What is underneath the label?
Symptoms: Do you experience any of the following?
1) Efforts to avoid real or imagined abandonment, such as rapidly initiating intimate (physical or emotional) relationships or cutting off communication with someone in anticipation of being abandoned
2) A pattern of intense and unstable relationships with family, friends, and loved ones, often swinging from extreme closeness and love (idealization) to extreme dislike or anger (devaluation)
3) Distorted and unstable self-image or sense of self
4) Impulsive and often dangerous behaviours, such as spending sprees, unsafe sex, substance abuse, reckless driving, and binge eating
5) Self-harming behavior, such as cutting, burning, hitting, pinching, scratching or taking small overdoses
6) Recurring thoughts of suicidal behaviours or threats
7) Intense and highly changeable emotions, with some episode lasting from a few hours to a few days
8) Chronic feelings of emptiness
9) Intense anger or problems controlling anger
10) Difficulty trusting, which is sometimes accompanied by fear of other people’s intentions
11) Feelings of dissociation, such as feeling cut off from oneself, seeing oneself from outside one’s body, or feelings of unreality.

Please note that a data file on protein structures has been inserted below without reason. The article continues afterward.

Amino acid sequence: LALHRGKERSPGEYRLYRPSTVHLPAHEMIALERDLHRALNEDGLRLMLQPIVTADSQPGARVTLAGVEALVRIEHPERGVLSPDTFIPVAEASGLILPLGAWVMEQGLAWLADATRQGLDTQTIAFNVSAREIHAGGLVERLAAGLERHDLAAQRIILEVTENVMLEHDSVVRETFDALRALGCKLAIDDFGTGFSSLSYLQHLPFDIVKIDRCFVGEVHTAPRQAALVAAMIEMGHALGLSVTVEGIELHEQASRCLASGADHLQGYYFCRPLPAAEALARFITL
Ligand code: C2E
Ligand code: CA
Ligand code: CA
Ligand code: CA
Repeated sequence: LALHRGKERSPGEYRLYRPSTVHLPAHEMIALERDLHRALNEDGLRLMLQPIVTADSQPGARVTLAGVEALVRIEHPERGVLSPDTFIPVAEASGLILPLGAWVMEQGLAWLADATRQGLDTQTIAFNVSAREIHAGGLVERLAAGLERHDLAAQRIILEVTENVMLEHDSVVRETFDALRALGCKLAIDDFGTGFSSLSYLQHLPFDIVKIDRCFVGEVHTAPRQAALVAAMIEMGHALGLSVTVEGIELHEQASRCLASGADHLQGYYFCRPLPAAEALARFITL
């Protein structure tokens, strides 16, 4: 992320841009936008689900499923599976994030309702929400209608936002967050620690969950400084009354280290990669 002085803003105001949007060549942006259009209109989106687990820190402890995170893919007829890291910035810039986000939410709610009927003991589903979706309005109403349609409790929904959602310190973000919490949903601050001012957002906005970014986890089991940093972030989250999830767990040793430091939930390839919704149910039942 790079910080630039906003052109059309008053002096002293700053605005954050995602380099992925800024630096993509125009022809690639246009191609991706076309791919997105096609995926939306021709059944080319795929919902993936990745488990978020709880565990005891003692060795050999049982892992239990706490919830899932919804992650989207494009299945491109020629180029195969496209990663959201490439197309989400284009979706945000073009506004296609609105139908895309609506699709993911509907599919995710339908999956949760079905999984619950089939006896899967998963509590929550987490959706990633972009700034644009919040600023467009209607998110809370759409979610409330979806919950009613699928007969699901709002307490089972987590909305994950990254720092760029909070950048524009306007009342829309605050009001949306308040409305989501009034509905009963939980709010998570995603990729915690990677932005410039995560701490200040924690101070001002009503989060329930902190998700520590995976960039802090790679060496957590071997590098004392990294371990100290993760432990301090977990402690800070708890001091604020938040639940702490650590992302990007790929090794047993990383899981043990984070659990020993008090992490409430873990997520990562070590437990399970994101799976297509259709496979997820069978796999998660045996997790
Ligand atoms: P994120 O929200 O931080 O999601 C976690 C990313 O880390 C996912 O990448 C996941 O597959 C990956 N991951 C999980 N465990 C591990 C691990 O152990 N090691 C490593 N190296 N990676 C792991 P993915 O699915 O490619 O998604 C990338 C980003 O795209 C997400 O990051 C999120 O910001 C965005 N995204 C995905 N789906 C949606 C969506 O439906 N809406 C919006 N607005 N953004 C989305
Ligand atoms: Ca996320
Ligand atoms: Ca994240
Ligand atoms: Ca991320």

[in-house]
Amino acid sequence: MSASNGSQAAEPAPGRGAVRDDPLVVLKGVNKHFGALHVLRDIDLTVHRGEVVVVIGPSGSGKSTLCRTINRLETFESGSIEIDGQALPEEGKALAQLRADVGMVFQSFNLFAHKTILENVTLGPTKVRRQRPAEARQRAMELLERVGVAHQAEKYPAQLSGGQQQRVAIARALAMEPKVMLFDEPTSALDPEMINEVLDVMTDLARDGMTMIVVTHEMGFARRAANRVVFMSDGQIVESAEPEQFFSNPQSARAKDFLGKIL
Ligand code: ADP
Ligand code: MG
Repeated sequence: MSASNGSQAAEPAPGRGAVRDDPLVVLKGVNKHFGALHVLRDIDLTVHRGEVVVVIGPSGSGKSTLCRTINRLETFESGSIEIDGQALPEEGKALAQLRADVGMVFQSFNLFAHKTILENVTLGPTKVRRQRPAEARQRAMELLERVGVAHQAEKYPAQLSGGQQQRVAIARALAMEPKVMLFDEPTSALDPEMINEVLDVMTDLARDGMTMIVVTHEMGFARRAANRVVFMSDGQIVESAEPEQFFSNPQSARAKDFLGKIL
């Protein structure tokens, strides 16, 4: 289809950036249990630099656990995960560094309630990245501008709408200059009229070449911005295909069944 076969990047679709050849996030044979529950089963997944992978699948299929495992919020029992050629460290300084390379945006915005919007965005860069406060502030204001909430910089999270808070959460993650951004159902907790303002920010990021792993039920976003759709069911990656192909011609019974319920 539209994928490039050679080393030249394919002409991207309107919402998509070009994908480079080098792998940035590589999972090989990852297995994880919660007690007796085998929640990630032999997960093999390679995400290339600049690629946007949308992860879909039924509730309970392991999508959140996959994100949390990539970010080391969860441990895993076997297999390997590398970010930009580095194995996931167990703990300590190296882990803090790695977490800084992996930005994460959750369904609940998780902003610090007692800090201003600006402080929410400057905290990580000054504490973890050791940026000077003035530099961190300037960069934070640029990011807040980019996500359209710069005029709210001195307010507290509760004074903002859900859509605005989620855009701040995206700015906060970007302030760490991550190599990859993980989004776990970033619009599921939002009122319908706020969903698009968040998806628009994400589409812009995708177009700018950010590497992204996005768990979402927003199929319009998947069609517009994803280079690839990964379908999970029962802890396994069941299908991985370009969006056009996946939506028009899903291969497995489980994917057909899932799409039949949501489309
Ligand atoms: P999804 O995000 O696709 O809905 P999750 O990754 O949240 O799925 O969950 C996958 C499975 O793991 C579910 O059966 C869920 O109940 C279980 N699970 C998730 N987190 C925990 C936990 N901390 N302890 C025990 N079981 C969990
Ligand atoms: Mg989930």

Not everyone with BPD experiences every symptom. Some individuals experience only a few symptoms, while others have many. Symptoms can be triggered by seemingly ordinary events. For example, people with borderline personality disorder may become angry and distressed over minor separations from people to whom they feel close, such as travelling on business trips. The severity and frequency of symptoms and how long they last will vary depending on the individual and their unique presentation.
Treatments and Therapies
Borderline personality disorder has historically been viewed as difficult to treat. But, with newer, evidence-based treatments, many people experience fewer or less severe symptoms, and an improved quality of life. Two examples of evidence-based therapies used to support people with BPD include Mentalisation Based Treatment (MBT) and Dialectical Behaviour Therapy (DBT) and they both entail weekly one to one and group components. It is important that people with emotion regulation difficulties receive evidence-based, specialised treatments from appropriately trained teams. Other types of treatment, or treatment provided by a doctor or therapist who is not appropriately trained, may not benefit the person.
Seek and Stick with Treatment
Studies show that people with BPD who don’t receive adequate treatment are:
1) More likely to develop other chronic medical or mental illnesses
2) Less likely to make healthy lifestyle choices
3) Borderline personality disorder is also associated with a significantly higher rate of self-harm and suicidal behaviour than the general public.